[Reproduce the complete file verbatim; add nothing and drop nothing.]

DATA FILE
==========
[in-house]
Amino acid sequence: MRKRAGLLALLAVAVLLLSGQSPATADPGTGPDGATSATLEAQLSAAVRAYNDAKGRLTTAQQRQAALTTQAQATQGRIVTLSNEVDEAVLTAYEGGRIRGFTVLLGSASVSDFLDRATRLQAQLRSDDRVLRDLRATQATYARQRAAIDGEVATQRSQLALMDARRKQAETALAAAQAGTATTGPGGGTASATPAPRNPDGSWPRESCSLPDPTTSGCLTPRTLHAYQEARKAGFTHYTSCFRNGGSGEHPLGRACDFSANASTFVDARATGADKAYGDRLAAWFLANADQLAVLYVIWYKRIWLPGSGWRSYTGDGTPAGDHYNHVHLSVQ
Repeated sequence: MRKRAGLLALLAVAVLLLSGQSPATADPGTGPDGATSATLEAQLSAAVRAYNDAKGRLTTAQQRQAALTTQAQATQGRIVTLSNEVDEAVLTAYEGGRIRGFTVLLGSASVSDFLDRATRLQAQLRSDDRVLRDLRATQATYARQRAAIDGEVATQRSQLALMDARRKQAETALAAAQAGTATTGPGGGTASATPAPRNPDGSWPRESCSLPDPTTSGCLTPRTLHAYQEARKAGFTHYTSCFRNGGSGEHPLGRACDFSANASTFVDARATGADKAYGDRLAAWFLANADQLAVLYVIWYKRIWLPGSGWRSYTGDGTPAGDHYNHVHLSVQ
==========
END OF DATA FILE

[in-house]
Amino acid sequence: MRKRAGLLALLAVAVLLLSGQSPATADPGTGPDGATSATLEAQLSAAVRAYNDAKGRLTTAQQRQAALTTQAQATQGRIVTLSNEVDEAVLTAYEGGRIRGFTVLLGSASVSDFLDRATRLQAQLRSDDRVLRDLRATQATYARQRAAIDGEVATQRSQLALMDARRKQAETALAAAQAGTATTGPGGGTASATPAPRNPDGSWPRESCSLPDPTTSGCLTPRTLHAYQEARKAGFTHYTSCFRNGGSGEHPLGRACDFSANASTFVDARATGADKAYGDRLAAWFLANADQLAVLYVIWYKRIWLPGSGWRSYTGDGTPAGDHYNHVHLSVQ
Repeated sequence: MRKRAGLLALLAVAVLLLSGQSPATADPGTGPDGATSATLEAQLSAAVRAYNDAKGRLTTAQQRQAALTTQAQATQGRIVTLSNEVDEAVLTAYEGGRIRGFTVLLGSASVSDFLDRATRLQAQLRSDDRVLRDLRATQATYARQRAAIDGEVATQRSQLALMDARRKQAETALAAAQAGTATTGPGGGTASATPAPRNPDGSWPRESCSLPDPTTSGCLTPRTLHAYQEARKAGFTHYTSCFRNGGSGEHPLGRACDFSANASTFVDARATGADKAYGDRLAAWFLANADQLAVLYVIWYKRIWLPGSGWRSYTGDGTPAGDHYNHVHLSVQ